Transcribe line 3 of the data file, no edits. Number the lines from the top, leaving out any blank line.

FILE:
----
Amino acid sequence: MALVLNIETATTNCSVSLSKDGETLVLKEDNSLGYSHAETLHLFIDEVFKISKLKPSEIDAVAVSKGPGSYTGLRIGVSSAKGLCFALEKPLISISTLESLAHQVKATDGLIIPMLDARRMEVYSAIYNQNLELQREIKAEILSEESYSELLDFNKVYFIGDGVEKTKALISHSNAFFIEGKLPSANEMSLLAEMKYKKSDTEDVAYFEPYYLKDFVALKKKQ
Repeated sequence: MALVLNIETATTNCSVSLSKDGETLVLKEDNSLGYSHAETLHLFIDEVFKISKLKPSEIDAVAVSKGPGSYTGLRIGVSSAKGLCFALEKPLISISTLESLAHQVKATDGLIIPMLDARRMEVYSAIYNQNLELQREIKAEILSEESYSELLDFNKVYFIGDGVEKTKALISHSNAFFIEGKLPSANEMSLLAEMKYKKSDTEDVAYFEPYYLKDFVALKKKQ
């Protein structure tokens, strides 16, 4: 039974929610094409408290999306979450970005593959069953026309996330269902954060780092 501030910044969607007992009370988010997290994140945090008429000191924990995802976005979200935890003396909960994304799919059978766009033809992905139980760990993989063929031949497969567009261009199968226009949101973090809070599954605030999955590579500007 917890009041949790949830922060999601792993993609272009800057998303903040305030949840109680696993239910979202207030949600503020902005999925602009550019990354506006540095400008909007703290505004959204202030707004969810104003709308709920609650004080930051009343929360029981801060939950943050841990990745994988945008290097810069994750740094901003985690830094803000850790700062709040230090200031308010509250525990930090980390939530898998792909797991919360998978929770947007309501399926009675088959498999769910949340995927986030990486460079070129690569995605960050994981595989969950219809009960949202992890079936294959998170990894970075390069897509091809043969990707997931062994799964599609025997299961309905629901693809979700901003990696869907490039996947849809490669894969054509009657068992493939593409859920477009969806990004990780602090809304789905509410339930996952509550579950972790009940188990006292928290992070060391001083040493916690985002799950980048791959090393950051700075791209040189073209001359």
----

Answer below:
């Protein structure tokens, strides 16, 4: 039974929610094409408290999306979450970005593959069953026309996330269902954060780092 501030910044969607007992009370988010997290994140945090008429000191924990995802976005979200935890003396909960994304799919059978766009033809992905139980760990993989063929031949497969567009261009199968226009949101973090809070599954605030999955590579500007 917890009041949790949830922060999601792993993609272009800057998303903040305030949840109680696993239910979202207030949600503020902005999925602009550019990354506006540095400008909007703290505004959204202030707004969810104003709308709920609650004080930051009343929360029981801060939950943050841990990745994988945008290097810069994750740094901003985690830094803000850790700062709040230090200031308010509250525990930090980390939530898998792909797991919360998978929770947007309501399926009675088959498999769910949340995927986030990486460079070129690569995605960050994981595989969950219809009960949202992890079936294959998170990894970075390069897509091809043969990707997931062994799964599609025997299961309905629901693809979700901003990696869907490039996947849809490669894969054509009657068992493939593409859920477009969806990004990780602090809304789905509410339930996952509550579950972790009940188990006292928290992070060391001083040493916690985002799950980048791959090393950051700075791209040189073209001359």